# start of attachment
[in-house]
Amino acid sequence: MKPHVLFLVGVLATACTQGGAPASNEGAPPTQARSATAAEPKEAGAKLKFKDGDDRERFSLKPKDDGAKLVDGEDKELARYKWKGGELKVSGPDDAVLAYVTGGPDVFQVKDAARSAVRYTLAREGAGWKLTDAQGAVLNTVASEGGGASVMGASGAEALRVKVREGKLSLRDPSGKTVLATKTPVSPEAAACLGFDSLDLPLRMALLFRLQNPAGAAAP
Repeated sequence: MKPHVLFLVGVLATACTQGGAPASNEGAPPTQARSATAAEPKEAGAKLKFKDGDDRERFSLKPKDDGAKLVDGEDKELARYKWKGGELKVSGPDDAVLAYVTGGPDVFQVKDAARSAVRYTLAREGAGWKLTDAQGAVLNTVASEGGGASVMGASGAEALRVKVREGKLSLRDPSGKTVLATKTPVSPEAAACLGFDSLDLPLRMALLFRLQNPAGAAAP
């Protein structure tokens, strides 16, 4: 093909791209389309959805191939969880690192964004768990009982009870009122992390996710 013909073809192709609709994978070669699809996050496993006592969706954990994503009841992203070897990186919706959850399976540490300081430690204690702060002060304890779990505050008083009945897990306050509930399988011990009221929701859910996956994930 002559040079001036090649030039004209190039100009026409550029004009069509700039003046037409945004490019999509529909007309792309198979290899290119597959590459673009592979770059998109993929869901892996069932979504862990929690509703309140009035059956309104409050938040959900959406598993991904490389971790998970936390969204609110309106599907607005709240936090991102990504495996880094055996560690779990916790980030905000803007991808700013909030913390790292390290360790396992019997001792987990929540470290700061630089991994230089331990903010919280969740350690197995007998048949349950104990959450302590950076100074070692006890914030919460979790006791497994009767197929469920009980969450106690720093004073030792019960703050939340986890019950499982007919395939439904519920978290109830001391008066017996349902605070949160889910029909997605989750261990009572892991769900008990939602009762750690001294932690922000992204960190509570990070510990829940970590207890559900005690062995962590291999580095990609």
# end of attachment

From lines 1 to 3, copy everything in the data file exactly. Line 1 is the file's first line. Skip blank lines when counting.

[in-house]
Amino acid sequence: MKPHVLFLVGVLATACTQGGAPASNEGAPPTQARSATAAEPKEAGAKLKFKDGDDRERFSLKPKDDGAKLVDGEDKELARYKWKGGELKVSGPDDAVLAYVTGGPDVFQVKDAARSAVRYTLAREGAGWKLTDAQGAVLNTVASEGGGASVMGASGAEALRVKVREGKLSLRDPSGKTVLATKTPVSPEAAACLGFDSLDLPLRMALLFRLQNPAGAAAP
Repeated sequence: MKPHVLFLVGVLATACTQGGAPASNEGAPPTQARSATAAEPKEAGAKLKFKDGDDRERFSLKPKDDGAKLVDGEDKELARYKWKGGELKVSGPDDAVLAYVTGGPDVFQVKDAARSAVRYTLAREGAGWKLTDAQGAVLNTVASEGGGASVMGASGAEALRVKVREGKLSLRDPSGKTVLATKTPVSPEAAACLGFDSLDLPLRMALLFRLQNPAGAAAP